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Toronto AES Bulletin

Feb 2001

Review Dec 2000 Meeting

The Problem With the Sony/Philips DSD Scheme and Super Audio CD: Why Professional 1-Bit Sigma-Delta Conversion is a Bad Idea

Review On Tuesday 12 Dec 2000, the Toronto Section of the AES saw out the old millennium with their annual Christmas social in the scenic 10th floor Artist's Lounge at the CBC Broadcasting Centre. But the first order of business was Stanley Lipshitz and John Vanderkooy's exposé on the Sony/Philips Direct Stream Digital (DSD) recording system and their Super Audio CD.

For years Lipshitz and Vanderkooy have been educating the audio industry on the importance of properly dithering digital audio systems. This must be why the Drs. find the DSD system particularly galling. DSD is based on 1-bit sigma-delta conversion. The problem, in a nutshell, is that it is not possible to properly dither a 1-bit system.

Dr. Lipshitz began by reviewing the fundamentals of ADC and DAC converter technology and the principles of dither and noise-shaping. In order to quantize an audio signal properly, +/-1 least-significant-bit (LSB) of triangular probability density function (TPDF) dither must be added to the signal. Without this dither there will be distortion and noise modulation in the stored signal. (For more detail on how dither works and why it is necessary, read the review of a Toronto Section meeting from February 1994 at

In the mid-1980's one of the difficulties of designing converters was in eliminating most-significant-bit (MSB) glitches. One trick was to add some DC offset to the converter so as to avoid the zero crossing. Another one was to use 1-bit converters. Since there was never a signal at 0, there was no MSB glitch. As a bonus these circuits were much cheaper to make and drew significantly less power than their multi-bit brethren. Here was an ideal technology for cheap and portable players.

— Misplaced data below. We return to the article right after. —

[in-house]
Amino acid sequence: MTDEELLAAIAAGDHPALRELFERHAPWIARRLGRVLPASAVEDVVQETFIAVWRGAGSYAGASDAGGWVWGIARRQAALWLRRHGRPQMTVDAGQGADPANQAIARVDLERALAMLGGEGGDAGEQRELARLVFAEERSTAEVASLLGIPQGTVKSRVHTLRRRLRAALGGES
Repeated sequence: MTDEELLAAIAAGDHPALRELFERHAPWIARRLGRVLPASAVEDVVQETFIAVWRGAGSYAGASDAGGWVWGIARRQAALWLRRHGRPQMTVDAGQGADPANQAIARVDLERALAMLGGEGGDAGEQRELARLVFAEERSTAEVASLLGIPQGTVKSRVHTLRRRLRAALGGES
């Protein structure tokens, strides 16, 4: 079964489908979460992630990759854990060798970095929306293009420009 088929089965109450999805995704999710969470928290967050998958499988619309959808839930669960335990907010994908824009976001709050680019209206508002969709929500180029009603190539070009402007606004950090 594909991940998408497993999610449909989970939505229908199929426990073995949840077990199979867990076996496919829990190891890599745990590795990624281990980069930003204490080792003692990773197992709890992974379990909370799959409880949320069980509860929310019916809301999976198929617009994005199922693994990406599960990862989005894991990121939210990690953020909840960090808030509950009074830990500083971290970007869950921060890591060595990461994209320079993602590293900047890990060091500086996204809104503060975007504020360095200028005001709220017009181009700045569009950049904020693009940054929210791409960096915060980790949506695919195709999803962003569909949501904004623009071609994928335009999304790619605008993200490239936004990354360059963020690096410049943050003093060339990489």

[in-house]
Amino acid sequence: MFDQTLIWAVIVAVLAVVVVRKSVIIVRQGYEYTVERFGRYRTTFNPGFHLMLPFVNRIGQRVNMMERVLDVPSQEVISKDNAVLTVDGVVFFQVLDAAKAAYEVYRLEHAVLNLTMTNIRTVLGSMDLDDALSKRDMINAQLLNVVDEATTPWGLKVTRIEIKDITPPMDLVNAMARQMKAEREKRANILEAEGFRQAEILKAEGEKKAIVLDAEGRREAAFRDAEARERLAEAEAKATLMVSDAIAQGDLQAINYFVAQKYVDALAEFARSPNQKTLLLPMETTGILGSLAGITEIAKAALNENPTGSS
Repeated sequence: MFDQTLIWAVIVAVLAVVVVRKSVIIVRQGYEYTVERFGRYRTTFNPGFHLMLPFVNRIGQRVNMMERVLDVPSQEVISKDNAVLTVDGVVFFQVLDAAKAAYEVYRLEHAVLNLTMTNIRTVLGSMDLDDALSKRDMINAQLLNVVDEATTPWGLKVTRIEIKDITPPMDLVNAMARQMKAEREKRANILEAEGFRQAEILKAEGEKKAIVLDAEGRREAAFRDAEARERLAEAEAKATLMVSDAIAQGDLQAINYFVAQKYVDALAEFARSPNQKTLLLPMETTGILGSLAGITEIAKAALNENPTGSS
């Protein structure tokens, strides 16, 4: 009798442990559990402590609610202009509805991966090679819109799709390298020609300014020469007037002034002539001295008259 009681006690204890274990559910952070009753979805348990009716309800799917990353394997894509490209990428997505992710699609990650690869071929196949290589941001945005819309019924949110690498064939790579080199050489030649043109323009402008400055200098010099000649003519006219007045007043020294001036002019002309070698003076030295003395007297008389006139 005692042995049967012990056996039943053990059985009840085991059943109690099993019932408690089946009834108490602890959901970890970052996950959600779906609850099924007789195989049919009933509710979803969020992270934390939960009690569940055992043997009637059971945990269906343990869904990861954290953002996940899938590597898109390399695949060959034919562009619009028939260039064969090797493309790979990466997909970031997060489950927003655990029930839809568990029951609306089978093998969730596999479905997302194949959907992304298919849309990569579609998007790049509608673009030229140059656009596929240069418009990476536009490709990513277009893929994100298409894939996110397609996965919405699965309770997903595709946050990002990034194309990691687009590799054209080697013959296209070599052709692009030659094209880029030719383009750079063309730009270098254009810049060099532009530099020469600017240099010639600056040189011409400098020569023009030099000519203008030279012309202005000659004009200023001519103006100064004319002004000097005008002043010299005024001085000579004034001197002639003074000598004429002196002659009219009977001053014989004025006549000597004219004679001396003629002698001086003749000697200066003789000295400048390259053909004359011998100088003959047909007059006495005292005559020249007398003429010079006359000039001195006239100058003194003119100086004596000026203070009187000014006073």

But there are many problems with single bit converter technology which professional audio practitioners should find alarming. In a single bit system there are two levels. Recall that a properly dithered digital system requires +/-1 LSB of dither. The truth is that you can apply exactly the correct amount of dither to a 1 bit system. But, if you then add any audio to the input you've overloaded the system! Whoops.

The extreme non-linearity of a 1-bit system means that a great deal of feedback must be employed in the circuit. The noise-shaper for DSD creates a huge amount of noise and at very high frequencies. This noise cannot be feed to loudspeakers. The filter used to remove the extreme amount of noise must be at least a seventh order analogue filter.

Another problem for the industry is the lack of DSP available for DSD. Rare is the recording which does not require some sort of processing after the recording. How do you perform an edit? Adjust the gain? Add reverb? Each step requires a conversion to PCM for processing and then back to DSD. Each conversion step means that more artefacts and high-frequency noise are added to the signal and because of the nature of DSD, these artefacts are significantly greater than those introduced in properly dithered multi-bit systems.

It is possible to partially dither the signal and improve things. But the distortions and noise modulations are there and have become a permanent feature of the recording.

In a world which sometimes seems to be driven almost solely by business it is reassuring to know that the halls of academia can still offer some respite. With no commercial interests at stake Lipshitz and Vanderkooy are free to criticize and expose. "To use 1-bit sigma-delta conversion as a professional archival format would be stupidity of the highest order."

With the presentation of the paper in LA Sony has admitted that their professional systems in fact use 8-bit converters and not 1-bit as their literature had previously stated. Questions remain. Is the output of the converters stored as 1 bit? What happens in postproduction? How many 1-bit conversions is the signal subjected to before it reaches the consumer? Would Sony have admitted to this without prodding from Lipshitz and Vanderkooy? Further reading Read a précis and abstract of the paper at our website at

Tomlinson Holman features the paper presented at the L.A. AES Convention in the October 2000 issue of Surround Sound Professional (see page 11).

More fun can be had by going to Google and entering "Lipshitz Vanderkooy DSD" as search terms.

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Originally posted: 18 Feb 2001
Last update: 25 Feb 2001